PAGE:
Philosophy/framework of Counseling
Published 18 Apr 2017
My thrust and belief consists primarily of a Gestaltist type of approach in counseling which is concerned with healing through dialogue and not merely the small-talk kind; it is an honest, open, and non-judgmental, comprehensive kind of talk where there are no inhibitions to the client or rules. This implies that the relationship between the therapist and the client is a dialogic kind of relationship. The major task of the therapist according to Woldt and Toman (2005) is to assist the patient to become aware of the unconscious way that he/she pushes others away from him them, or unawares cuts away human contact with themselves.
Gestalt therapy believes that human contact is what brings about healing and thus the therapist client relationship is of utmost importance. This means that the role of the therapist is basically to explore with the client the current state of affairs in his/her life and not to attempt to point out undesired behavior and modifying them. The healing comes out better when autonomy and growth through self awareness is fostered (Woldt and Toman, 2005). Of course this takes place through dialogue. The relationship here is that the therapist and client relate in a cordial and friendly manner and the therapist propels the conversation in an energized tone. This sets the pace for the client to talk about themselves, how the feel about anything and everything surrounding their lives. More to that, this intricate relationship and dialogue with the therapist assist the client to hear themselves and how they experience themselves, how the therapist experiences them, how they experience the therapist as an individual and friend and so on.
Needless to say this kind of therapy can be very tricky to use especially in the case of two opposite sex. It may yield a counter transference and the therapeutic distance. This may impede on the effectiveness of the therapy. It is therefore important that the therapist be very self aware of himself and objective through out the whole process of therapy. He should be in close monitoring of the evolution of the relationship with the client and on the look out for potential obstruction or abuse of power during the sessions of therapy (Rogers, 1980). This is not only a requirement in gestalt psychotherapy but basically in all psychotherapies. It is required by law that the therapist should always keep a therapeutic distance from the client because a breach in observing that distance is tantamount to abuse. This is because in therapy the client is usually vulnerable to the therapist and may feel pressured to please the authority (therapist) although in the real situation, this would be atrocious.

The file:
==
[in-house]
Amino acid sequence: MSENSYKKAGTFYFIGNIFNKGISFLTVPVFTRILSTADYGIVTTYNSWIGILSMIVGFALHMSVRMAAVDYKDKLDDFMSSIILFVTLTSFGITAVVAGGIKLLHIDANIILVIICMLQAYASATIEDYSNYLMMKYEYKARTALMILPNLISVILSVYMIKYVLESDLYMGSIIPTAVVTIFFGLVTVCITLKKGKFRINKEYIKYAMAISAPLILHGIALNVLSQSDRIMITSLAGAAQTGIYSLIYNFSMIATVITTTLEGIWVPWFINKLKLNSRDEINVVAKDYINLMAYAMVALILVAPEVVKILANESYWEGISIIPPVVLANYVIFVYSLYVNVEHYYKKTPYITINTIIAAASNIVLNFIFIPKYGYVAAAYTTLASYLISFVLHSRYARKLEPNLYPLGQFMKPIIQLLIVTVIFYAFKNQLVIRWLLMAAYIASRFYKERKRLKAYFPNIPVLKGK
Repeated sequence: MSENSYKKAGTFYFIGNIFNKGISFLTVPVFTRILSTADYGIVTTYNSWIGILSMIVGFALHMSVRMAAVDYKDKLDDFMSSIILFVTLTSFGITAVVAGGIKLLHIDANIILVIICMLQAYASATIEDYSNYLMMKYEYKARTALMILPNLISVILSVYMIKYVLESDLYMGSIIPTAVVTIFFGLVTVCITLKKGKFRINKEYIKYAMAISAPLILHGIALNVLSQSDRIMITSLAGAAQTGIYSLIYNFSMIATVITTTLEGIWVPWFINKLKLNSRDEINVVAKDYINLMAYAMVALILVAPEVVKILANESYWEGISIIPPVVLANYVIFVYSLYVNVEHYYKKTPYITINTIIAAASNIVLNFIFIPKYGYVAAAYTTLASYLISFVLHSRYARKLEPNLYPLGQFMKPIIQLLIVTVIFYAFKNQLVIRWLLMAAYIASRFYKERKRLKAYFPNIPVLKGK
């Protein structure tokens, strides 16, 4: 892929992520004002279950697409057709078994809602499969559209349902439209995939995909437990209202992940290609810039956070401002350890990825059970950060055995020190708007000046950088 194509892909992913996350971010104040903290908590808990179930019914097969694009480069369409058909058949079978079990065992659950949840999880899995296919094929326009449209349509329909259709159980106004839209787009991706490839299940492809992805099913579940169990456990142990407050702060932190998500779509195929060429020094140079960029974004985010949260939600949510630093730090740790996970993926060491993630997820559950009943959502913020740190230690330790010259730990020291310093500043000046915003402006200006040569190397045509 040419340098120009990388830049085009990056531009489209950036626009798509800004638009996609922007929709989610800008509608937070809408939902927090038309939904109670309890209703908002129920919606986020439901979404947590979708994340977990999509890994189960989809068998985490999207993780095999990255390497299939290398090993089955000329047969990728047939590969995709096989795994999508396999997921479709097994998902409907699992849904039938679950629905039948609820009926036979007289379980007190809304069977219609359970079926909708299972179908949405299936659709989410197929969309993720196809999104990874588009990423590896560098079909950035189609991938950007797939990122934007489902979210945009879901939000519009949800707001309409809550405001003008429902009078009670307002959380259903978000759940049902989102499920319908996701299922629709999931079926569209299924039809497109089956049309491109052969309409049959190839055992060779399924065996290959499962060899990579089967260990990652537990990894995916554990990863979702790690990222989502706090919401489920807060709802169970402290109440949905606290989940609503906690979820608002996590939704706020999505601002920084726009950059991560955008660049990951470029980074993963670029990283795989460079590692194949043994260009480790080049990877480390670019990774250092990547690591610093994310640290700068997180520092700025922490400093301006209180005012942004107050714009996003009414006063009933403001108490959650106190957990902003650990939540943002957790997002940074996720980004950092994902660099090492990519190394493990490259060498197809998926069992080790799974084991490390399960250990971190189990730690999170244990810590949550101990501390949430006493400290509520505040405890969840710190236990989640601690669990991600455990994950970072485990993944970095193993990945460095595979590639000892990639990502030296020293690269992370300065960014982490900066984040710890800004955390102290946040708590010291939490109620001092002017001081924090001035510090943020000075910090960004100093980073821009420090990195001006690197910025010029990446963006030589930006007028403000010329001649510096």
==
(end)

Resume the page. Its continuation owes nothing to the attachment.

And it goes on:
In gestalt therapy the most essential aspect is awareness and not dictating what behavior a client should or should not take. The therapist is merely a figure who takes the client through the many choices of behavior that he /she would like to adopt and help them in pointing out the orgasmic reactions as well as the consequences behind their choice and in accordance to their believes and values (Joyce and Sills, 2001). This means that if not in the jurisdiction to the therapist to choose for the client what is morally right or wrong since the foundational basic of gestalt therapy is that the client is response-able and are capable of charting their own course and behavior. Basically, in this therapy it is not about the ‘should’ and ‘should nots’ so to speak since this impedes on spontaneity and the integration of wholesome self awareness (Woldt and Toman, 2005).
- Fall K.A., Holder J. M. and Marquis, A. 2003. Theoretical Models of Counseling and Psychotherapy. New York: Brunner-Routledge. p. 232
- Joyce, P. and Sills, C. 2001. Skills in Gestalt Counselling & Psychotherapy Sage Publications Inc.
- Rogers, Carl. 1980. A Way of Being. Boston: Houghton Mifflin.
- Woldt, A.L. and Toman S.M. 2005. Gestalt Therapy: History, Theory, and Practice. Sage Publications Inc.